February 19, 2002
Pancreatic Cancer Story
I was awoken out of a medication-induced sleep by voices nearby. As my eyes adjusted to the dim lights of the hospital room, I saw a leg floating past the bottom of my bed. I was thinking to myself: "Boy, these are great drugs."
In the morning, I learned that I was given a roommate in the middle of the night. That explained the noises that I heard. What I saw was my roommate's prosthetic leg that came in after her. Apparently this woman was so big that they needed 3 nurses to carry her in and one nurse for the leg.
I was in the hospital for my second chemo treatment and to have a port-a-catheter put in. I was diagnosed with pancreatic cancer 3 weeks earlier and was still reeling from the news.
Who would think that a 35 year old fitness instructor would get this kind of cancer. According to the statistics on PC I should be an overweight, 65 year old African American man with diabetes. So much for statistics. After recovering from the shock, I would joke about my situation with people at the fitness center. I'd say, "Don't exercise too hard or you'll end up like me."
How ironic that after preaching the benefits of a vegetarian diet I would have to eat all that fast food and sweets to gain back all the weight I lost.
When I found out in Jan of 2001 that I had cancer, I thought my life was over. But it wasn't. My life has just changed. In fact, I have gotten wonderful surprises in my journey over the last 12 months. While in the hospital taking chemo, I met the most courageous, strong and funny people who were faced with the same diagnosis. One couple that I will never forget is Dan and Francine. I was told by my GI doctor who first diagnosed me to call Dan. The doc said that he had diagnosed Dan with the same condition, PC with mets to the liver, 2 years earlier and "He is doing great!" They live close by so I called immediately to try to find out more about this disease and the chemo I would be taking. They were not home so I left a message on their answering machine. The next day they called back from Florida! Both Dan and his wife Francine were so happy and positive it made the whole thing a lot less scary.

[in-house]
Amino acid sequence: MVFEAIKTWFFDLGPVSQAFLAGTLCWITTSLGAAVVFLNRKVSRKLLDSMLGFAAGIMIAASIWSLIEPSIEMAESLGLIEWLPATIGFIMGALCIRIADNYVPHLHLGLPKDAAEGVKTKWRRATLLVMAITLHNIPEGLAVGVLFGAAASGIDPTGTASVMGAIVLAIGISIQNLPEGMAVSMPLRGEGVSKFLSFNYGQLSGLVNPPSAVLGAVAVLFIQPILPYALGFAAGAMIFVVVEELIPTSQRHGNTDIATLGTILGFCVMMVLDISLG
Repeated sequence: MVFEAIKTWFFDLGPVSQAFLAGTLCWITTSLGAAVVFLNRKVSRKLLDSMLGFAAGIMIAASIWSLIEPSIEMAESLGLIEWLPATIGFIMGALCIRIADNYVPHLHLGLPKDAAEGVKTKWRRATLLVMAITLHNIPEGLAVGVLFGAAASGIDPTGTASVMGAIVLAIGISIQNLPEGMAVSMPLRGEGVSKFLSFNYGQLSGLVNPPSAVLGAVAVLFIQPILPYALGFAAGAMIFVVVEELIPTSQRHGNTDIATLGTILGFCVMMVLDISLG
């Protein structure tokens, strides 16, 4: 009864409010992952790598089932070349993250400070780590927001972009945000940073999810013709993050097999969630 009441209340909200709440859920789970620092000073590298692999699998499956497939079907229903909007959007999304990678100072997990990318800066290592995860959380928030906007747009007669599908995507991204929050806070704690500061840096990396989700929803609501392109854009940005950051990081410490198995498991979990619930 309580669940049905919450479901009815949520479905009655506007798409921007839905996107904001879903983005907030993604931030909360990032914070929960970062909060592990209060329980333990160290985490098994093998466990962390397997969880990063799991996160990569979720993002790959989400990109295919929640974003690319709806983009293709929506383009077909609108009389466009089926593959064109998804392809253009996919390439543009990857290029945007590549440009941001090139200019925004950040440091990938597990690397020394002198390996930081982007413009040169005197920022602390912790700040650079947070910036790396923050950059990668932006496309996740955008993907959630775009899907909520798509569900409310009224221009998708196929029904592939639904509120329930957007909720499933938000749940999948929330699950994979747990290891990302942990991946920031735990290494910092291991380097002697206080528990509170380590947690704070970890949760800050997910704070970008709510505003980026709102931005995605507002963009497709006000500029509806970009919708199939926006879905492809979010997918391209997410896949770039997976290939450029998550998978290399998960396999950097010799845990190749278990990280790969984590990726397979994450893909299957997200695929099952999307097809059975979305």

My relationships with others have changed as well since I got cancer. Now little things mean a whole lot more. Just kissing my two kids goodnight and tucking them into bed is so special and important. Being able to pick them up from school or coach their soccer teams has become paramount.
People from our town came out of the woodwork to help us. For the first few months, a different family would bring us dinner each night. Which was great since I often didn't feel like cooking due to the nausea brought on by chemo. It was nice to have a home cooked meal waiting for us. Our town started to feel like a village. I have come out of this with wonderful friends and many treasures.
I would never wish this diagnosis on anybody, but if you have to go through it, try to look for the good stuff and the humor. For example, I had to have a port-a -cath put in on my birthday. When the surgeon was confirming that I was getting a port on the right side, I told him I was suppose to get breast implants also. I thought it was a fair request since it was my birthday and we were already in the operating room. Well needless to say I got my port but no boobs!!
I had a PET scan done in mid December and, two days before Christmas I was told that I have no cancer cells in my body. What a great present! We really found out the meaning of Christmas this year. It's not the gifts, it's being with family and friends. I know that there is no guarantee with my condition. But unlike the people in the World Trade Center, I have a fighting chance. We all do!! We are in control of our bodies. You can fight for your life. I know that I am going to fight for my health everyday and do what I love best everyday. And that is spend all my time with my family and friends and let them know that I love them and would never be able to do any of this without them. To all that are fighting cancer always have LOVE , FAITH , HOPE AND COURAGE.